Michael Dorf addresses NIVA 2022 while Ben Lovett (right) listens during a panel on July 11, 2022.
At the inaugural conference of the National Independent Venue Association (NIVA) in Cleveland, Ohio, this week, venue proprietors emphasized the importance of real estate in sustaining concert halls.
The driving forces behind two DC venues — City Winery DC and not-yet-opened Art Place at Fort Totten — agreed that becoming a developer rather than relying on outside developers was a potential key to long-term success for music venues.
NIVA Advocacy Co-Chair Adam Hartke (left) addresses NIVA 2022 in Cleveland, Ohio, on July 11, 2022.
The city of Cleveland, Ohio, hosted this week the first annual conference of the National Independent Venue Association (NIVA), fresh from its massive victory in the fight for a federal grant program to compensate shuttered entertainment halls for more than two years of pandemic closures.
Several sessions of the NIVA 2022 conference focused on the Save Our Stages campaign to assist venues forced to close to support social distancing mandates and stop the spread of COVID-19 as well as the resulting Shuttered Venue Operators Grant (SVOG) program established by the US Small Business Administration in response.
SAVOR welcomed 110 independent craft breweries to The Anthem in DC on June 24.
SAVOR this year was full of surprises. Yes, it was still the preeminent gathering of craft brewers serving up beers in a large conference-style format. But this year, SAVOR was held at The Anthem, DC’s 6,000-person music venue, and it decidedly felt more like a nightclub event and less like a curated exhibit.
DC-based ForestPlanet, a 501c3 organization supporting forest restoration projects around the globe, produced an awesome ’80s Immersion Dance Party in February 2020, i.e. right before the shut-down.
Now, ForestPlanet aims to replicate success, but do so online at least for now. ForestPlanet is launching a new series called Progress360, and the first installment will stream live Thursday, April 21, Earth Day Eve, via Twitch. RSVP for free via Eventbrite!
JChris performs live. (Photo courtesy the artist)
For over 35 years, The Wammie Awards has recognized DC, MD, and VA’s artists and musicians for their impact across the region. This year, ABC7’s Britt Waters hosts The 2022 Wammies at Capital Turnaround on Saturday, March 26.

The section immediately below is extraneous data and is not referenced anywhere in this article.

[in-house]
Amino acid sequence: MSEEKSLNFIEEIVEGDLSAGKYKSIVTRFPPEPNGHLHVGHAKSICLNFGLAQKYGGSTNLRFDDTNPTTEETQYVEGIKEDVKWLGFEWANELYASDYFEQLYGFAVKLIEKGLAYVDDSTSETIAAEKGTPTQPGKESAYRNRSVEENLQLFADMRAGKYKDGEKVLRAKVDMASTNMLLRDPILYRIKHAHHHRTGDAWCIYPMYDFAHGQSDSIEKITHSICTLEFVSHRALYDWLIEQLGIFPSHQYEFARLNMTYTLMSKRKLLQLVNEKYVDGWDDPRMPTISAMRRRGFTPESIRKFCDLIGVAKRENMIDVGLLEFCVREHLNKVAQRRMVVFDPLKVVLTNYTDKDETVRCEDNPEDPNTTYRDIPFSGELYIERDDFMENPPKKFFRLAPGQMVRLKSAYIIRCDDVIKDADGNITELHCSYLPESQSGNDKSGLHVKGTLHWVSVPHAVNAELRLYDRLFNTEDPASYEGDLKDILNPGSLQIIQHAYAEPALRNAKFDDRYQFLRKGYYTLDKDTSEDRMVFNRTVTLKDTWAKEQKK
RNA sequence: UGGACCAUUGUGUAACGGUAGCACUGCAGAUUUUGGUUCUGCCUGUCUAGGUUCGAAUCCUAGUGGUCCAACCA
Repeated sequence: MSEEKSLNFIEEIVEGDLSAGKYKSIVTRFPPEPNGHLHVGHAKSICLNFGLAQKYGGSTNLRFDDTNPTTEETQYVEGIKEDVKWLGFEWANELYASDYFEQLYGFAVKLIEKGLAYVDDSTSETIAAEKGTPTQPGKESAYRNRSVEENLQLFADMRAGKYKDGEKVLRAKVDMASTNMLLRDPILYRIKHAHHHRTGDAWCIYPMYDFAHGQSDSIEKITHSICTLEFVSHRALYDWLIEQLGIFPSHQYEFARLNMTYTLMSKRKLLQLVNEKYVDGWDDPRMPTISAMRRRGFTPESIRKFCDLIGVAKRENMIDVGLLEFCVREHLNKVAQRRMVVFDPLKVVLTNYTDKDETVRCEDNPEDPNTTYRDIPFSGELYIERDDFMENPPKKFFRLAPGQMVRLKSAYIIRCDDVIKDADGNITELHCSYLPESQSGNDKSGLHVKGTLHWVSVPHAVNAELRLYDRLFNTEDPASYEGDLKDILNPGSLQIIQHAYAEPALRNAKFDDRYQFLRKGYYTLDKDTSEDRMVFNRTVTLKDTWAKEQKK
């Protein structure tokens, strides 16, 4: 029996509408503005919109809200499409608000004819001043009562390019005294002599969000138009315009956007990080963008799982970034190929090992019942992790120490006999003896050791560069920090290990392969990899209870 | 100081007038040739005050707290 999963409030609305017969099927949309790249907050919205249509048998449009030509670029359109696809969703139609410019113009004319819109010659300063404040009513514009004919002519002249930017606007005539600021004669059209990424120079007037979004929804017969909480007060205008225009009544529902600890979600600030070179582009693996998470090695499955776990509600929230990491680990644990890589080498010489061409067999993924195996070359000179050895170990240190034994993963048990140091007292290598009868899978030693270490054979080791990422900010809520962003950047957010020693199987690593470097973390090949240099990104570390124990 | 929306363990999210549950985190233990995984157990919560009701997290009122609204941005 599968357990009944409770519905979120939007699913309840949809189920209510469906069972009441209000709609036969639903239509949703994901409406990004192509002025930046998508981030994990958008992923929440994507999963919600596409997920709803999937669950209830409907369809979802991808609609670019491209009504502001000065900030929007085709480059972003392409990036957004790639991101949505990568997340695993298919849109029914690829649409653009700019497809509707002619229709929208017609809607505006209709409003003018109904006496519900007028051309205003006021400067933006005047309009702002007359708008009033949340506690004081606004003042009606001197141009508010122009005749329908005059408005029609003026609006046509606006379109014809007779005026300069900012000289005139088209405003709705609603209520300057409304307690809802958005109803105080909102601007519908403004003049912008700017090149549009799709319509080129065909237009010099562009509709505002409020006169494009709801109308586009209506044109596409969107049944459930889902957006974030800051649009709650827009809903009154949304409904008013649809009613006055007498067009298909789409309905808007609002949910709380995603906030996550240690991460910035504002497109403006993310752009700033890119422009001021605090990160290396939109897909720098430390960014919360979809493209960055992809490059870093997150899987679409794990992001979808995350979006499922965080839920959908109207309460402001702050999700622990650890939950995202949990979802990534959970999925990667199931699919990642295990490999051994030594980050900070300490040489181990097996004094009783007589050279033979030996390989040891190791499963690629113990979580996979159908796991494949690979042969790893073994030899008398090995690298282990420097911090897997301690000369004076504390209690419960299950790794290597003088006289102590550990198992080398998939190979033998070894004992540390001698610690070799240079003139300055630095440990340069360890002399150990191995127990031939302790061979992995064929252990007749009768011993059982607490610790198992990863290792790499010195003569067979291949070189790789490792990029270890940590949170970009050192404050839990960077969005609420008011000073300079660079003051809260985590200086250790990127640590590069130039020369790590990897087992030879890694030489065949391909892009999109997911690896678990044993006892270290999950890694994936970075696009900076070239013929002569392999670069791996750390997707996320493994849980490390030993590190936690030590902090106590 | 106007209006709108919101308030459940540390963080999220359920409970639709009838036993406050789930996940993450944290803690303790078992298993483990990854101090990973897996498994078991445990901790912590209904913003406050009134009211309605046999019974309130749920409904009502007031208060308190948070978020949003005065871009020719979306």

Neil Young performs in Baltimore on April 28, 2011. (Photo by Mark Caicedo)
Neil Young, Contrarian
Neil Young has long been a contrarian. His restless relationship with Buffalo Springfield’s other members and management led to repeated band break-ups in the late 1960s. His partnership with Crosby Stills Nash and Young (CSNY) has been an on and off again affair for decades. During the 1974 “reunion” tour Neil traveled from gig to gig on his own bus, eschewing his band mates’ company. The ill-fated 1976 Stills-Young tour ended after only a few dates when Neil left the tour sending a telegram to Stephen Stills that read, “Funny how some things that start spontaneously end that way. Eat a peach, Neil.” If one peruses Neil Young’s Wikipedia page, his tendency to jump abruptly from one project to the next becomes abundantly obvious. Even his newsletter, published on the Neil Young Archives website (neilyoungarchives.com), is named The NYA Times-Contrarian.
As of today, music audiences across the Washington DC region can vote for The 2022 Wammie Awards.
To date, The MusicianShip Wammie Awards has received hundreds of nominations for more than 60 music award categories representing 2021’s best music releases, talent, and community impact from the region’s music industry.
Vote today for your favorite DC artist or band!
Myles Kennedy performs at Baltimore Soundstage in 2018. (Photo by Chris Smyth)
Where 2020 was mostly a lost year for music, 2021 became a banner year for the industry. While much of the industry is still working to recover from the massive toll that was forced upon them by the pandemic, we fans have been gifted a plethora of music this year. Vaccines got in arms, bands went back on tour, and new albums were released in droves. So many new records came out in 2021 that at times it was hard to keep track of it all. There were multiple times that I was surprised by a new release, or I realized that I had completely missed a new album by and artist I loved. It’s very possible that there are still a few records that I haven’t listened to that I am certain to love.
Rick Allen of Def Leppard poses with his art at Westfield Montgomery Mall on Oct. 24, 2021. (Photo by Chris Smyth)
Legendary drummer for Def Leppard, Rick Allen, made two special appearances in the DMV on Oct. 23 and 24. Showcasing his artwork at the Wentworth Galleries in Tysons, Virginia and Bethesda, Maryland, Rick took time to sign autographs and meet with his fans in attendance. The woman who was first in line at the Wentworth Gallery in the Montgomery Mall, was so excited to meet Rick that she showed up two hours before the exhibition was set to open.
The Lincoln Theatre stands in silence in this stark photo by Ben Eisendrath. (Photo by Ben Eisendrath/ Instagram+Twitter: Insomnigraphic/ GrillworksBen)
Ben Eisendrath has one of the greatest assets of a photographer: a persistent curiosity.
When Ben carries a lens, he is intently searching for something to capture. You can see it in his eyes: What’s that guy’s story? What’s happening here? Or in this case, what’s behind those closed doors?